Miracles on a Shoestring

A&A once was described as doing miracles on a shoestring. That was nice, if a little misplaced. And no, this is not a plea for money. It’s about you, the writer.

Many of you may not be aware of what it takes to run an online genre magazine. Most of the things we accomplish are done by volunteers, of course, and a lot of love (free labor) goes into every edition of Abyss & Apex. From the editors to the webmaster to the interns, you can thank all of the wonderful people on our masthead for their untold hours of hard work. We do this because we love the genre. We do this for you, and for the next generation of writers who need a place to break in. We have very high standards, so this entrée to being published means something that authors can put in a cover letter.

But all of this is not free. There is the cost of web hosting, domain names, and above all paying the writers because authors should get paid. It costs me little over $2,500 a year to bring you A&A, with very few people donating to defray my out-of-pocket expenses. That’s okay, I guess, but I want to ask an important question. Is success in the genre more accessible to those with money? Are Science Fiction and Fantasy publishing successes mostly for the rich? And is it more a matter of time than money?

A little personal history will be needed to answer that question. I’ve been in Fandom, capital F, for a long time. Many have been here longer, but I’m not a newcomer. My first convention was in 2002; before that I did not know there was such a thing as a genre convention. What a wonderful discovery cons were! I’d found my tribe, people who loved what I loved. But back then I was a struggling single parent and getting to conventions was a huge expense, often out of my reach, and taking the time to go to one was a far-off dream. I was working a full and a part-time job, with no vacation time.

And through the years, I’ve noticed a pattern. Most of the writers and editors who were regulars a conventions had a lot more money and free time than I did. On blogs—mostly LiveJournal back then—the convention regulars I followed exhibited the privilege of financial security, of not worrying about money. This pattern was not malicious, but it was there—making me realize it would be that much harder for a writer without this relative wealth to become a success, because of the pressures of just trying to get by. Oh, how I knew those pressures!

So I became a successful engineer, and the financial burden of going to conventions and running A&A became easier, but the time pressure became a burden. Toward the end of my safety management career I made six figures, but was working 60 hours a week with 20 hours of commute time. It was a nightmare, and the time I had to work on A&A became almost nonexistent. (If you had long wait times on your submissions back then, I apologize.)

So I dropped out of the rat race, and remarried at the age of 53. I expected to have much more time, and to continue to make money at a slower pace so that I could fuel my genre passion. But, then, I had a harsh glimpse of my mortality.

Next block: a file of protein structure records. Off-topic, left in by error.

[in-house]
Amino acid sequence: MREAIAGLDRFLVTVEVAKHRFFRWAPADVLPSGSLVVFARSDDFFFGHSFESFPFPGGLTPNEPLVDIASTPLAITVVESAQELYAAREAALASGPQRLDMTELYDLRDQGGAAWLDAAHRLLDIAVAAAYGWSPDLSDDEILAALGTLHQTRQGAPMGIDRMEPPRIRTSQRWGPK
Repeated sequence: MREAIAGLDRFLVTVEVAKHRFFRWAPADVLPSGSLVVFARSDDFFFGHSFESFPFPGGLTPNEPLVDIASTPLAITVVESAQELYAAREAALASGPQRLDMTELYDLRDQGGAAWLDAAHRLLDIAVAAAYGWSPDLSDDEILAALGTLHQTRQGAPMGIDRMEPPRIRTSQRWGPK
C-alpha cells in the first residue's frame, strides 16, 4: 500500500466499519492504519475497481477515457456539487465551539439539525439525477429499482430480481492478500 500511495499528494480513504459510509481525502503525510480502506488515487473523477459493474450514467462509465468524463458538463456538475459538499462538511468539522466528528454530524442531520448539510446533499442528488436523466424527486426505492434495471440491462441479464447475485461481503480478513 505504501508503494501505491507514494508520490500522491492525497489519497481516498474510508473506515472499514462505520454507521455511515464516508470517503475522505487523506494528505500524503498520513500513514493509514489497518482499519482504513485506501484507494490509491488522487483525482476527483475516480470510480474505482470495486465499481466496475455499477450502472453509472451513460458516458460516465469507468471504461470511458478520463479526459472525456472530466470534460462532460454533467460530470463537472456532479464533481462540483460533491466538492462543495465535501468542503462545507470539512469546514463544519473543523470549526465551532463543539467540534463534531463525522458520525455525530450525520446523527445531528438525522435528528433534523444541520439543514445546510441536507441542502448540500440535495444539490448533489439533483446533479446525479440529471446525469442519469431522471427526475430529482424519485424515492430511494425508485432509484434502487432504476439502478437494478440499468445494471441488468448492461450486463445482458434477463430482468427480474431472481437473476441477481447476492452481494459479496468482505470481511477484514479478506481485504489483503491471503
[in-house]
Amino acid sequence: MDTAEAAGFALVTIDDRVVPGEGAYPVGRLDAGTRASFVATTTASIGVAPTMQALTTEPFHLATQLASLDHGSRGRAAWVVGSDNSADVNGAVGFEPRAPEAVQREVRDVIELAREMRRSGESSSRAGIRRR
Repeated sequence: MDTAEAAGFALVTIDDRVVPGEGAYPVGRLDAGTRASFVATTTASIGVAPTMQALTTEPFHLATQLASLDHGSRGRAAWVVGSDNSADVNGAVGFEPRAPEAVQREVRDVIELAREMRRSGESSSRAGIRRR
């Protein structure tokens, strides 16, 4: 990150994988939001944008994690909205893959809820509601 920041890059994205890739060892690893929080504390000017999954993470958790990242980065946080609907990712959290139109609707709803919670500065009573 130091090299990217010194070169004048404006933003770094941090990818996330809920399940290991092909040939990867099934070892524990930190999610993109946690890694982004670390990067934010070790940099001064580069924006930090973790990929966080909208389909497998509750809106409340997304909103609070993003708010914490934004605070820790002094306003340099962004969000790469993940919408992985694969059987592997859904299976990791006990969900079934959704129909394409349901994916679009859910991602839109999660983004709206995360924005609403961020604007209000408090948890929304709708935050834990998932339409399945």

First, I was unable to work because my hip went on me, due to a congenital defect not caught until I was in my 50s. Six months of excruciating pain was followed by the promise of getting my energy back in a year after the operation. Instead, my energy got worse and worse for two years, and I started to not be as mentally sharp. I wondered if I could handle A&A anymore and cast about for a successor (that did not work out). I even contemplated closing the zine. Fainting spells eventually led to a diagnosis of a severe arrhythmia: my heart was doing a horrible job of oxygenating my blood. They shocked my heart back into a good rhythm. It worked. I am back on all cylinders, rarin’ to go. But I was so long out of my field that my earning potential in safety management evaporated. Still, I was in a more comfortable place financially.

So I was poor and could not go to cons, then I was wealthy and could, and now I have to be selective. As Sophie Tucker once said, “I’ve been rich and I’ve been poor. Rich is better.” At least it’s better for paying for things, if not for time. I’ve never been a woman of leisure, but then I enjoy the work I choose. You can make up for some of a lack of money by hard work, if you have the time.

And this brings us back to the question, is it easier to become a success in the genre if you have money? You have to have talent, of course, but you need time to hone that talent: time when you are not worried about keeping a roof over your head or where your next meal is coming from. The privilege of not worrying about necessities is a big deal to the creative process. Worry and depression and fear can sap your emotional strength and stifle your creativity. I have incredible respect for those who surmount the odds and make a career for themselves in the genre, despite poverty and time pressures. Yes it’s harder when you don’t have the resources but it’s not impossible. We want to help.

Abyss & Apex understands. We’re here for you whether you come from privilege or poverty, leisure or overwhelming time pressure. If you carved out the time to send us something you worked hard on, we appreciate that. If you cannot make it to the important conventions, the big workshops—if you don’t have an MFA—you’re welcome here. If all you can spend is the $40 it takes to vote remotely for the Hugos, or not even that, we are not going to look down on you and think you any less of a fan.

You’re participating in this grand thing we call fandom, by writing, reading, and loving the genre. You do miracles on a shoestring, every time you have a shortage of time, or money, or both.

Keep those stories coming. We want you to win at this writing thing.

Wendy S. Delmater